Tech-Ed 2010 is over and next year I will have to once again ask myself is it worth it? Standing at the Messe’s train station with around 3k other delegates (the other 3k at the taxi stand) I have no chance to board the first train that arrives, so as I wait for the next one I reflect a little.
To take away my summary, I will be coming back and it will still be one of the major events of the year. But Tech-Ed has lost some of its magic. Let me break that down into Content, Contacts and Context.
The most important part of any conference (for me at least) is content. Different points of view, shiny new technology and buckets full of inspiration. Looking back the three big topics for me (both from my enterprise day-job and start-up dream world) were: OData, Sharepoint in the Cloud and (as always) process experience from those grandmasters of development.
Know-How and stories from CapGemini and the always entertaining Stephen Forte once again reminded me that where I work we have come so far from our early days but still have a long way to go. It is a never ending journey in a constantly changing field.
SharePoint is always interesting and the new Office 365 (the service formerly known as BPOS) offering brings SharePoint 2010 into the cloud. Azure was a hot topic and a couple of sessions tried to build a bridge between the cloud and SharePoint. What was presented seemed like early prototypes and not production ready yet, but we may soon see some ShareAzure or AzurePoint solutions utilizing the best of both worlds. A highlight was the chance to talk to Daniel McPherson (Twitter @danmc) about his upcoming SharePoint AppStore. It’s in beta at the moment and already great for the current BPOS offering. Can’t wait to see how it evolves and hopefully you’ll see some of my products there soon.
Last but not least OData. Before I came to Berlin I thought it was rather uninteresting. It took until the last session of the conference by (Austria’s own) Mario Szpuszta to really get my fired up about the possibilities. Together with the next Entity Framework (coming in Q1) and AppFabric I see a lot of potential to change (and simplify) some major parts of our standard architecture approach.
Finally Windows Phone 7 was the sexy topic of the conference. Sadly not for me since I’m not interested in consumer apps (yet) and the Enterprise story has been pushed to the next release. So that’s a topic for next year. (But it is a neat phone…)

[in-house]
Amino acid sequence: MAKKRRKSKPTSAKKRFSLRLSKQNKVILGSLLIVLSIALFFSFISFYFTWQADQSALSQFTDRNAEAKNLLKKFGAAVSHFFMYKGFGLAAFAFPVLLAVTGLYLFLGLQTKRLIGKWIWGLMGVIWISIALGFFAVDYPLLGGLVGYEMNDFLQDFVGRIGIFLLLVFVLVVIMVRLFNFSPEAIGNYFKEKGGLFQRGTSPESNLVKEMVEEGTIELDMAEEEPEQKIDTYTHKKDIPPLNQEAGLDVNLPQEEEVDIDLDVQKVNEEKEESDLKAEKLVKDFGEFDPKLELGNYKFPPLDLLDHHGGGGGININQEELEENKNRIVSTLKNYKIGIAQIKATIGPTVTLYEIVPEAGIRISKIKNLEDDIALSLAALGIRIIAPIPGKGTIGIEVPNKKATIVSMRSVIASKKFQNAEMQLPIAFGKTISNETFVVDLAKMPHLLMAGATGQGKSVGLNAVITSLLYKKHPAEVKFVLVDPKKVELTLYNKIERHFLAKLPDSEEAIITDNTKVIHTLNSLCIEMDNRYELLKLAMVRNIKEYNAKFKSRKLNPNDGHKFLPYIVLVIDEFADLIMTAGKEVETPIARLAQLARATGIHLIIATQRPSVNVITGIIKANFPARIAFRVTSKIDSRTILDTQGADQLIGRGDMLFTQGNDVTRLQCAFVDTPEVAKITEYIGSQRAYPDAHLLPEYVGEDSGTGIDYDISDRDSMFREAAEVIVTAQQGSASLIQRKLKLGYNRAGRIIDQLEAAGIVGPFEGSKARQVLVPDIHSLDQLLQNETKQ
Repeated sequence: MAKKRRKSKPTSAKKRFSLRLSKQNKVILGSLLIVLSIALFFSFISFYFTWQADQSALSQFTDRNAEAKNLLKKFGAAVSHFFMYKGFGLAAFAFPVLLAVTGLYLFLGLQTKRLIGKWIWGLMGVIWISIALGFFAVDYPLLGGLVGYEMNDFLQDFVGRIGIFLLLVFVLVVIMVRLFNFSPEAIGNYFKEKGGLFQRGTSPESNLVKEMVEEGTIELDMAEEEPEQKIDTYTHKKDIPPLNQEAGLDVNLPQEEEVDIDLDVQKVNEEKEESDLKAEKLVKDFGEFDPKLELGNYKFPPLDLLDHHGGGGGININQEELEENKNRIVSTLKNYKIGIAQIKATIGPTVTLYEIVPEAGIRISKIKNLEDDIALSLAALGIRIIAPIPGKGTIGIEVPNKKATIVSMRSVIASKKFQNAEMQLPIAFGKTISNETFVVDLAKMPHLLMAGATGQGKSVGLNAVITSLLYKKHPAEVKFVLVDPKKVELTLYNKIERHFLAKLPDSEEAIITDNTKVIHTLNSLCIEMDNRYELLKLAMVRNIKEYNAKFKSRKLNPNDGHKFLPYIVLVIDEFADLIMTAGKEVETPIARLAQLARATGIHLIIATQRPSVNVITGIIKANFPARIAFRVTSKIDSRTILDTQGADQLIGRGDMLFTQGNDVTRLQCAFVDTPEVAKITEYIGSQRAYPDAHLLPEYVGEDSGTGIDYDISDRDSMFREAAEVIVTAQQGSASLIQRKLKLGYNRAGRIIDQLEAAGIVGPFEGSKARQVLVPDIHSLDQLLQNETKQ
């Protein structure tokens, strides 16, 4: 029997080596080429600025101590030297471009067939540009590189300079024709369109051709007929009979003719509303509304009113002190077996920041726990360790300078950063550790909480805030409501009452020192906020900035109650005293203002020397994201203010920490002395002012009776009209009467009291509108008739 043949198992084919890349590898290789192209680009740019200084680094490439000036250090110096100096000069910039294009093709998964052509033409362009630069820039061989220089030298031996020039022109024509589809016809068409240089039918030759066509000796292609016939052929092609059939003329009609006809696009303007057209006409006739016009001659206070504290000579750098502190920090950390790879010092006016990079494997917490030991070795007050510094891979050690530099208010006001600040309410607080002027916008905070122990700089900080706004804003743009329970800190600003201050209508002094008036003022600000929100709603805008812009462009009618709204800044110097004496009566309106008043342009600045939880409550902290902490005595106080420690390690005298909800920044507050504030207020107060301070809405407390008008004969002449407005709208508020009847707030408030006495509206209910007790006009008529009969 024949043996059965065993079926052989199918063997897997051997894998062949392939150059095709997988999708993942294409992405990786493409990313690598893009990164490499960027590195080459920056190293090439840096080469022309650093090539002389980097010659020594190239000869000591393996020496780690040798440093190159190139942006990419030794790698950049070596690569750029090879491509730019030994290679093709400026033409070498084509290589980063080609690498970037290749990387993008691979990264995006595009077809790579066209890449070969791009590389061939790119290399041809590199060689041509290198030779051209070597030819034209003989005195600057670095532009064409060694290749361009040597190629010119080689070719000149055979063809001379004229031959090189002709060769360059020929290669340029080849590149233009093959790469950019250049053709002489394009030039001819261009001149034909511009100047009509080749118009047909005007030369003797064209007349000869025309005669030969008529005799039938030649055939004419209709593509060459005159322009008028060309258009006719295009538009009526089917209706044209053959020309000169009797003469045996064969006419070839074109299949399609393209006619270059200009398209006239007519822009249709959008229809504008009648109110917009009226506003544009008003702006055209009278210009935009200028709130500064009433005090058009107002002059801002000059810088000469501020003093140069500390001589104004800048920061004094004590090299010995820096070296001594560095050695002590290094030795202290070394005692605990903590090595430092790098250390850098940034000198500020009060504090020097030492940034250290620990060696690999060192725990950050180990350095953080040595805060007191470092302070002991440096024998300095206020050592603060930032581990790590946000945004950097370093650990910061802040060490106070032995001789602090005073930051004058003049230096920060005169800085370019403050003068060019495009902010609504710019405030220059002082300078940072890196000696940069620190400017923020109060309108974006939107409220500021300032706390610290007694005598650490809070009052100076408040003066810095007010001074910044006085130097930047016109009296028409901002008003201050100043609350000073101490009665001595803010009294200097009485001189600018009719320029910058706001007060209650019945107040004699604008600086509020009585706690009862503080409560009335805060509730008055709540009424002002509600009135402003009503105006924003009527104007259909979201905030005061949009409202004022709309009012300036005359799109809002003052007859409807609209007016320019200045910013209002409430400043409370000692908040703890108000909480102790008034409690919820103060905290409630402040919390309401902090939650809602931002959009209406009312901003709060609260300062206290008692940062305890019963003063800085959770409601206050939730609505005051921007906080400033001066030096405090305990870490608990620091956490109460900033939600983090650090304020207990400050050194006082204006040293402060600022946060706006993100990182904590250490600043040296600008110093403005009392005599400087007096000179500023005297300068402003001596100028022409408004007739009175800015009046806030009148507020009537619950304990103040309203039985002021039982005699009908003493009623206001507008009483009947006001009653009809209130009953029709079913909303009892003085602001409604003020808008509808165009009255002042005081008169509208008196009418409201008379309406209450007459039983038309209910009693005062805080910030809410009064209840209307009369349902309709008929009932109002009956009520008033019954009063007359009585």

I was coming to Berlin expecting to see only a small group of fellow Austrians but I heard the group was larger than last year. But Tech-Ed is about the people you don’t meet so often. I enjoyed roaming the exhibition halls and technical learning center. The Microsoft product teams and invited guests were helpful, interested and just know their stuff. I wouldn’t mind visiting just the tlc every couple of months to talk with those guys about current (high-level, but they know the details too) issues. I’m usually not a big fan of exhibitions, but I visited almost every stand on the first day (during the Keynote) and got all the answers I was looking for and some others too.
Up until now I have mostly praise for the conference. Sadly the context has been on a decline since I visited my first Tech-Ed in Barcelona. Each year recession has hit the conference and this year was no exception. Costs are cut at all ends. There was the lunch bag affair of ’08 (2 warm meals and 3 lunch bags on first, last and country drink day) and this year’s Turnbeutelbag drama. After talking with some Microsoft representatives it is clear that the conference is costly (even though it was sold out) and to be able to put on the show every year without making more loss that the year before they have to shave off some of the bonus material. I understand but I hope Tech-Ed finds back to it’s glory days. The event team improves the experience as best they can every year: the Berlin Messe is a labyrinth and the navigation was drastically improved this year, registration was swift, WIFI was very good and snacks were plenty.
To all who went and all who will be going, I hope to see you next year. Thanks everybody and stealing one of the lesser known Microsoft slogans: “Create Software – Change the World”. (What a dramatic ending…)